But you may also have to accept that unless your partner changes, there is a price you have to pay not to be alone.

  • Registered Users Posts: 8,239 ✭✭✭Pussyhands

    OP, do you have such little respect for yourself that your wife will be shagging another man while she comes back the next night and sleeps beside you in your bed?

    Because even if she isn't bedding anyone else at the moment, she will eventually.

  • Registered Users Posts: 12,078 ✭✭✭✭Flinty997

    Not so much critical. But just pointing out that you can't create a healthy relationship by being the only one who compromises.

    You can suck it up, and keep a relationship going. But you'll not simply be pushing the issue down the road. I think it will be more destructive in the long run.

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  • Registered Users Posts: 13,686 ✭✭✭✭Dial Hard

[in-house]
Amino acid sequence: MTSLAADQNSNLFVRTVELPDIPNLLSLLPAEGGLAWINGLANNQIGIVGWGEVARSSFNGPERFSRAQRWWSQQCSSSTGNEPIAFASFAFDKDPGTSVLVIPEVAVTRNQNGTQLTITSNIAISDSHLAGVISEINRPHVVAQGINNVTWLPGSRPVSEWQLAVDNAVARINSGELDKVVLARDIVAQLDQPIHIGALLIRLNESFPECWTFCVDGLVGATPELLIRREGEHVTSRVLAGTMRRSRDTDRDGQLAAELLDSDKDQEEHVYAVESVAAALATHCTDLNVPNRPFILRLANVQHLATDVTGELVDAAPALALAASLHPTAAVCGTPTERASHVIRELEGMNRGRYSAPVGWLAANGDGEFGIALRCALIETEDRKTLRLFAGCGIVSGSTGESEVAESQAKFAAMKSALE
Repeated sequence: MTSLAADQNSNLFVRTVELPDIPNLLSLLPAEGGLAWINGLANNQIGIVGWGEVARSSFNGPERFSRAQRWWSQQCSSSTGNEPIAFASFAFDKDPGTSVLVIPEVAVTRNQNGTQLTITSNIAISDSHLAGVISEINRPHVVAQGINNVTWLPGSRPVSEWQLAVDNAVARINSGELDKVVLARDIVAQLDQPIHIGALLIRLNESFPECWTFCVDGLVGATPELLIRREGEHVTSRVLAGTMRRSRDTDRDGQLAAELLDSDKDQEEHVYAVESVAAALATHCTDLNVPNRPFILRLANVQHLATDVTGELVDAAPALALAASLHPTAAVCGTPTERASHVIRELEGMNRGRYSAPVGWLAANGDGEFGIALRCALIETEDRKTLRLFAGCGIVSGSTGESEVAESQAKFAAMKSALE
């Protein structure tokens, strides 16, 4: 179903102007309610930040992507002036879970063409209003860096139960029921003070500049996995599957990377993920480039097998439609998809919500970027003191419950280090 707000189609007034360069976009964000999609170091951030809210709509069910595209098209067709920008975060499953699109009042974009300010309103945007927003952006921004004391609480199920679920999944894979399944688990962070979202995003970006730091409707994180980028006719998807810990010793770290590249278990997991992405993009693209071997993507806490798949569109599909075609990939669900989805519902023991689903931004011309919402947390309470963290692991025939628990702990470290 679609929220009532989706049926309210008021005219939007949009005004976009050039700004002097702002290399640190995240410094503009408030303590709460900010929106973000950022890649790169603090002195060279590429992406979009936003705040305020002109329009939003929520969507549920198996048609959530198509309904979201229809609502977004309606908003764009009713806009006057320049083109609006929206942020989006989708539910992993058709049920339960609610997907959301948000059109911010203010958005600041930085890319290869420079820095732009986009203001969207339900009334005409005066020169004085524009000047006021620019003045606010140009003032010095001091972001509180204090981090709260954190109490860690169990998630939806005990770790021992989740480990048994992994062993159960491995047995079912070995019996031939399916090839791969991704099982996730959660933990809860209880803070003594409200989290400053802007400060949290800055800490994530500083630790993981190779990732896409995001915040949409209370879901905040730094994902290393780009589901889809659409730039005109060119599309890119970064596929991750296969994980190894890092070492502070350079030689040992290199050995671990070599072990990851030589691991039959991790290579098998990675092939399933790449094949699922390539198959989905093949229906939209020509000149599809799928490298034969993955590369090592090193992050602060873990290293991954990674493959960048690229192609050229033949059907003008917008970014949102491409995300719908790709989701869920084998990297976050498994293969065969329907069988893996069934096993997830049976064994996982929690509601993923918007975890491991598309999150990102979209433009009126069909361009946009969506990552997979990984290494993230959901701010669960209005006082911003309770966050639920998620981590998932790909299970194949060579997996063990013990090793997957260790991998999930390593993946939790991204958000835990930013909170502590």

Sorry, OP, but that "If we kissed" stuff is utter Disney nonsense. Your marriage has been on the verge for at least a decade by the sounds of things

    Go to counselling. I get that you want to save this. I really do. But you don't have the tools and I'm not sure your wife has the inclination to do it without professional help. You (plural) should have done it years ago, tbh.

  • Registered Users Posts: 1,939 ✭✭✭maxwell smart

    I fully appreciate what you are saying.

    Maybe I don't have the tools or skill set to sort this out, and maybe she doesn't have the inclination.

    But I need to try for the kids. I can take the pain if they are OK

  • Registered Users Posts: 6,310 ✭✭✭Jequ0n

    But how are you trying to fix this? You aren’t addressing the root cause and this will re-emerge until you work on it with an impartial third party (councillor).

    Currently you are just brushing things under the carpet

  • Moderators, Society & Culture Moderators Posts: 7,045 Mod ✭✭✭✭Hannibal_Smith

    You're not listening.

    You've spent 10 years trying to brush all this under the carpet hand it hasn't worked. Instead, your wife has had another affair and you are left following her to car parks and spying on her. Now she is seething with you and you are wondering how long her anger will last.